Even with lower rates among younger age groups, the under-14 group presented an increasing trend during the period analyzed. Such a finding suggests that it can be due to the delay in releasing vaccination against COVID-19 for this age group, as well as to a resumption of face-to-face classes without complete vaccination schedules, increasing the virus transmission risk among children.20 Vaccination is important to interrupt the transmission chain and reduce severe cases, thus avoiding high public expenditures on hospitalizations and deaths,21 reducing the distress caused to the patients and family members involved.

Immunization in the age group included in the study was initiated in 2021 and, according to the Immunization Performance Panel against COVID-19 in Mato Grosso, until October 15th, 2022, vaccination coverage of the first dose applied in adolescents from 12 to 17 years old was 82.41%, 44.87% in the age group from 5 to 11 and, from 3 to 4 years old, coverage was 2.26%. The panel also shows that the areas with higher coverage values of the 4th dose (2nd booster dose) applied correspond to the same areas with the reduced incidence among children and adolescents in the last study period, suggesting that the strategies adopted across the locations are decisive in the COVID-19 surveillance process.20

In this study, most of the children and adolescents diagnosed with COVID-19 had no comorbidities and the case notification trend was increasing in them, in accordance with the study by Feldstein et al.,22 which found prevalence of children and adolescents with no comorbidities (73%). The decreasing trend in the occurrence of the disease among children/adolescents with comorbidities can be explained by the vaccination strategy employed by the Ministry of Health, which prioritizes age and the presence of comorbidities.23

Regarding spatial distribution, the study presented the dynamics of the COVID-19 space-time distribution among children and adolescents in Mato Grosso between 2020 and 2022, with higher prevalence in the North (6 municipalities), South (1 municipality) and Mid-Northwest (2 municipalities) macro-regions in the first period, followed by diffused and increased rates in the other municipalities during periods 2 and 3 and a subsequent reduction in all health macro-regions during the last study period.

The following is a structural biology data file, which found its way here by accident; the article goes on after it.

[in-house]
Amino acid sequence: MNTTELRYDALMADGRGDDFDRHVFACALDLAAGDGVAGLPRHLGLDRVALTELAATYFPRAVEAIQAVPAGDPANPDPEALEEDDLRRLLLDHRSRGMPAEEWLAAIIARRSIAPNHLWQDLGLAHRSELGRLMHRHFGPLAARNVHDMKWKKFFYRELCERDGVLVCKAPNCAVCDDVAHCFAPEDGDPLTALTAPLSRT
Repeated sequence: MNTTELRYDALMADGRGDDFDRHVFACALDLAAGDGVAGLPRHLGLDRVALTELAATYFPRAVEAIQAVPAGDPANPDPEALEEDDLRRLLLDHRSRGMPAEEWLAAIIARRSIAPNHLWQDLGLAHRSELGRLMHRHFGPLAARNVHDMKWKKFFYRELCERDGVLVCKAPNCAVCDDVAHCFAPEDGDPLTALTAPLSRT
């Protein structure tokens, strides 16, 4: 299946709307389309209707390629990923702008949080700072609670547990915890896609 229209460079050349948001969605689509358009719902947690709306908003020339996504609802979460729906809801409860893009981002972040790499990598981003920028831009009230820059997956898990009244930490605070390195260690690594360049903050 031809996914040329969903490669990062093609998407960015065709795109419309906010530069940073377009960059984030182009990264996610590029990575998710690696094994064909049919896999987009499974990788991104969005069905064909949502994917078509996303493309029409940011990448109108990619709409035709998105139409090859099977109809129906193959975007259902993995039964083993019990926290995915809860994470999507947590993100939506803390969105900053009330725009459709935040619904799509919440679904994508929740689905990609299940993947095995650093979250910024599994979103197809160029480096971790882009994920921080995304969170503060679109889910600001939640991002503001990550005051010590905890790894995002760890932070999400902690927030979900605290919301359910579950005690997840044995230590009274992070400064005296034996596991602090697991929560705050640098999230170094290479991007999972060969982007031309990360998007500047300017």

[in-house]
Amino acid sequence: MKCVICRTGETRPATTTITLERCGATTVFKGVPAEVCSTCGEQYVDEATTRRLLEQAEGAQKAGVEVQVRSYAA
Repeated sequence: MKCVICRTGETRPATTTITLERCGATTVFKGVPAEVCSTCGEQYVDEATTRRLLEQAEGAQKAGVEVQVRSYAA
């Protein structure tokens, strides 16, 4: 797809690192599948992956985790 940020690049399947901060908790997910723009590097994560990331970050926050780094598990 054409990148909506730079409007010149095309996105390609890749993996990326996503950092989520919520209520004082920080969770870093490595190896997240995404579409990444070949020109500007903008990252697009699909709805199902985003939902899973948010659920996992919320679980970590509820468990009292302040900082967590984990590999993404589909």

Although there are still few studies addressing COVID-19 among children and adolescents, it must be considered that there is significant transmissibility in this age group, with rapid spread in Mato Grosso, as evidenced in this study. Some studies suggest that high transmissibility can result from diagnostic failures, possibly explained by the occurrence of mild symptoms or even the absence of symptoms in this age group, thus maintaining the spread of the disease.24,25

In addition to COVID-19 spread across the Mato Grosso municipalities, it is also possible to identify a change in the disease spatial pattern during the last study period, with a reduction in incidence in some areas, distributed across all health macro-regions. Among the strategies adopted to contain the disease, it is important to highlight mass immunization of the population at risk, in an attempt to reduce disease transmission and possible complications. The action takes place in age group descending order and its distribution follows epidemiological criteria established by the Ministry of Health to control the pandemic.26,23

The space-time distribution of the Bayesian incidence rates allowed identifying possible high-rate clusters, confirmed by the space-time scan analysis, with areas with a 5-fold higher risk for the occurrence of the disease in the age group studied. The space-time scan identified high-risk clusters that include most municipalities in the state, showing the fast spatial dissemination of the disease across the state.